Tuesday, October 1, 2013

Being Stuck

Dealing with "Being stuck" is one of the most critical components of IBL teaching.  IBL teaching rests on several factors, such as good content, questioning strategies, setting up a safe and productive environment for learning, having an assessment system that is consistent with the goals and ethos of the course,...    In this post the focus is on handing situations when students are stuck, which can sometimes make or break a course.   A little background first to set the stage.

The short, oversimplified background story is that mistakes are stigmatized (in the U.S.).  Thus struggling in Math is equated by some students as a sign of being dumb or slow or that the teacher isn't doing a proper job.  Traditionally math teachers present nice, clean solutions, and there are very few instances when students can witness the math process that actually is what makes us successful learners.  It can be the case that a student has never experienced or witnessed what mathematicians do regularly.  That is, the process of problem solving, inquiring, experimenting may all be unconnected from Mathematics.

Consequently, the IBL instructor who gets a group of such students must not only deal with the "regular" learning challenges that a math course presents, but also the legacy of underdeveloped/negative attitudes and habits of mind that promote learning.  When these underdeveloped/negative components of the learning process come out is when students get stuck.  Being stuck is both an opportunity and a risk.  It takes courage (at least initially) for students to admit to being stuck and to then engage in problem solving.   The risk to the students and teacher is when students are so frustrated and stuck that they shut down and stop learning.  (In math speak, we want to avoid the boundary.)

What we can do as IBL instructors?
  1. Make sure students know and feel that it's okay to be stuck.  "Are you guys stuck?  Great!  It's okay to be stuck!  Let's use being stuck as an opportunity to work on our problem-solving skills... How can we break this problem down to a manageable size?..."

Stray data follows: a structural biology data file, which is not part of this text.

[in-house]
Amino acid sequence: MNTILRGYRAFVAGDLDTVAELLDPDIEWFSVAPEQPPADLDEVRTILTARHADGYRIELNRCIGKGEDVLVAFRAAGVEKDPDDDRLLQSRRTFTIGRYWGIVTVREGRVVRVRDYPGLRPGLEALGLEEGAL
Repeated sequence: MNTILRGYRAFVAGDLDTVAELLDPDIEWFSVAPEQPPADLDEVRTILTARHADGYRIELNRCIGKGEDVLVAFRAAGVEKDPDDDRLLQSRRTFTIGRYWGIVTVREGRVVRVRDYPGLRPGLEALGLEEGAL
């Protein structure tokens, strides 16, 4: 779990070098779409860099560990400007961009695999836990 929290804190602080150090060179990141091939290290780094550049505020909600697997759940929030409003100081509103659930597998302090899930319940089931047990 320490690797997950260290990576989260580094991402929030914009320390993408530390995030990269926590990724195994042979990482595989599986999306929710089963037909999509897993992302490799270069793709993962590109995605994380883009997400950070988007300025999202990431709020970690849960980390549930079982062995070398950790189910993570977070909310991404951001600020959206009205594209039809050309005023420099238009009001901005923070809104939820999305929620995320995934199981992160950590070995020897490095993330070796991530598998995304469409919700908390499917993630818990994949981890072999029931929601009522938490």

2. Scaffold enough so that the students see your role as their advocate and facilitator in learning. It's better to error on the side or more scaffolding than less, early in the term.  What this means is to provide enough hints/lemmas/basic examples so that students perceive themselves as progressing.  
  3. Create a positive, relaxed class environment by using group work and visiting groups to check-in with individuals.
  4. Use (more) starter problems.  One of the main roles of an instructor is selecting appropriate tasks.  Giving several starter problems, where all students can get traction is important.  Early in the term this is especially important, and the lower the level of the course the more important it is to have good entries into topics.
  5. Summarize, restate, and give alternative solutions here and there to provide the expert insight that students often gain from.  When students have finished a section or unit, that is a wonderful opportunity to highlight all of the wonderful insights, ideas, and strategies that students learned.  It's a way to make explicit progress and achievement, as well as review material.
  6. Marketing what IBL is and why it is good for students should be steady and ongoing.  What this means specifically is clearly indicating that the goals of the course include handling being stuck, problem solving, communicating ideas with peers.  These are in addition to the content goals.  "The reason why we are doing these activities is so you get better at..."
  7. Consider employing reading assignments and journal writing.  Such assignments can be especially useful in addressing beliefs and attitudes.  Burger and Starbird have a book, "The Five Elements of Effective Thinking," that can be used in any math course as a supplement.  Students can read a couple chapters at a time and write a one-page reflection paper on what they learned and how they might use the ideas in the class.  Getting a second or third opinion in writing is very effective.  It's one thing to get the message from class, and yet another when multiple sources support the same messages, thus providing more opportunities for students to take necessary steps towards successful learning.
If being stuck in class is explicitly a good thing, students' struggles are respected, and class activities are designed to take advantage of these opportunities in a positive spirit, then being stuck can be a positive force in learning!   

Have ideas?  Send the via email or post them in the comments.